As the number of confirmed cases of the coronavirus (COVID-19) in New York state rose above 200 on Wednesday, Gov. Andrew Cuomo announced that distance learning will be implemented throughout the SUNY and CUNY systems starting March 19. Online classes will continue for the remainder of the spring semester, according to a tweet from Cuomo.
“CUNY and SUNY, starting March 19, will move to a distance model,” Cuomo said in a press conference. “Both systems will be doing that. CUNY will help reduce the density in New York City. SUNY will help reduce the density in downstate New York.”
In a matter of 10 days, New York state jumped from having just one confirmed case of the illness on March 1 to 216 as of Wednesday evening — which is more confirmed cases than any other state aside from Washington. As a result of growing concern among students and administrators alike, a string of other colleges and universities have also chosen to move toward an online format to combat COVID-19, including Harvard University and Cornell University.
Despite fears surrounding the outbreak and how it will affect Binghamton University going forward, BU President Harvey Stenger said he believes the University will prevail through the challenge.
“My job is to make sure that we do the best we can right here and focus on the continuity of the University,” Stenger said. “Our goal is to make our students successful. This is going to be a challenge because moving all of our classes to an online format has never been done before and so there is some risk involved with that, but I believe that we will succeed.”
Cuomo’s decision comes in the wake of BU’s semiannual Faculty Senate meeting, held on March 10. At the meeting, faculty members and administrators discussed a myriad of issues, but primarily focused on the University’s course of action regarding COVID-19. Faculty members voted to pass a motion concerning the University’s contingency plan, which would require classes to move online if a case of COVID-19 was confirmed in the BU community. These plans, however, were superseded by Cuomo’s announcement on Wednesday.
In response to Cuomo’s announcement, Stenger held a press conference where he detailed the University’s new plan. Going forward, all classes will go online by Thursday, March 19, but the campus, including dormitories and dining halls, will remain open.
“The operations of the campus are going to be fully staffed, our staff is still expected to report to work as normal,” Stenger said. “There could be some exceptions for staff with existing health conditions or other reasons why they might not be coming … We’ll take those case by case and develop a strategy for them to go through work.”
Laboratory classes will also be taught remotely, although deans can choose to make certain exceptions. Internships, clinical work and work-study programs will continue, but students will have the option to forego these opportunities in favor of returning home for the semester.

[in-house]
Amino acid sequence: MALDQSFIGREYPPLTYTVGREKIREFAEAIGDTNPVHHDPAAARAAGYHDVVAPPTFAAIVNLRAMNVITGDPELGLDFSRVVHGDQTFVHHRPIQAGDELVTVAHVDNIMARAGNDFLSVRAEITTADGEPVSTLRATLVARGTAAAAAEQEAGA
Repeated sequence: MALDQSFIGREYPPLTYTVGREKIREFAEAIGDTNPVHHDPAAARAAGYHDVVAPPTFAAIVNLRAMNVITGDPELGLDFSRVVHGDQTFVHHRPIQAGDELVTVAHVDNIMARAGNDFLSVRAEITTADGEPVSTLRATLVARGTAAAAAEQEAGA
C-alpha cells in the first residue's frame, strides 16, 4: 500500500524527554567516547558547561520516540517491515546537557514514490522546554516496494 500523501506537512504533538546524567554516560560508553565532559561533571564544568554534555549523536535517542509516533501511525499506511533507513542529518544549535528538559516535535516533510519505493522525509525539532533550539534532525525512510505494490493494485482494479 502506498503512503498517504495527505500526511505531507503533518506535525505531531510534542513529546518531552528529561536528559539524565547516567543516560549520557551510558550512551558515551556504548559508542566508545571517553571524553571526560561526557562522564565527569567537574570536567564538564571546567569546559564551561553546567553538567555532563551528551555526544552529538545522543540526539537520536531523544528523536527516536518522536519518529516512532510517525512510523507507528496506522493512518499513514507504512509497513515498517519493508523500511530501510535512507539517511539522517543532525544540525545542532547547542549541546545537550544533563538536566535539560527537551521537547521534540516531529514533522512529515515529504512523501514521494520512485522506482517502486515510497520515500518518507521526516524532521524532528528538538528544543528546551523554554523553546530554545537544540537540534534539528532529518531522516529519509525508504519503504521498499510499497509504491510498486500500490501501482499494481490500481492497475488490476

All events, including seminars and conferences, that are scheduled on or after March 19 will be canceled or moved to an online format. Athletic competitions and performances will continue, however, spectators will not be allowed to attend. It is unclear whether the America East conference will cancel games going forward. A final decision on 2020 commencement ceremonies will be announced by April 17.
In a press release, the Student Association (SA) Executive Board wrote that all SA-chartered group events will be suspended on March 19.
James Pitarresi, vice provost for student and faculty development and executive director for the Center for Learning and Teaching, said he believes the University is well prepared for the changes and transition.
“One of the things that’s really worked to our advantage is that we had a plan,” Pitarresi said. “That plan was in place, we were in the early stages of executing that plan and part of the plan was communicating with faculty and various people, the support staff to support the transition online and then we went out and had communication with them.”
Pitarresi added that many departments have been forward-thinking regarding future plans to ensure students have a successful semester.
“We worked with different groups — I’ve been meeting with groups that teach laboratory classes, foreign language classes, the English department, a variety of different departments,” Pitarresi said. “What’s amazed me is how collaborative and creative the faculty have been — really trying to come up with ways to, given the situation, how we can really craft high-quality learning experiences and assessments so that the students really have an outstanding experience.”
Despite the challenges posed by moving classes online, Stenger said he sees the situation as a semester that will bring the campus together.
“This is a different kind of situation,” Stenger said. “There’s bad things that can happen on campus and sometimes you spend time just cleaning up after the bad things — this is different. This is a challenge for us. This is something that I think everybody will work together on. There’s no sides against each other. This is how can we make [BU] successful in something that we didn’t create, but something that we now have to deal with.”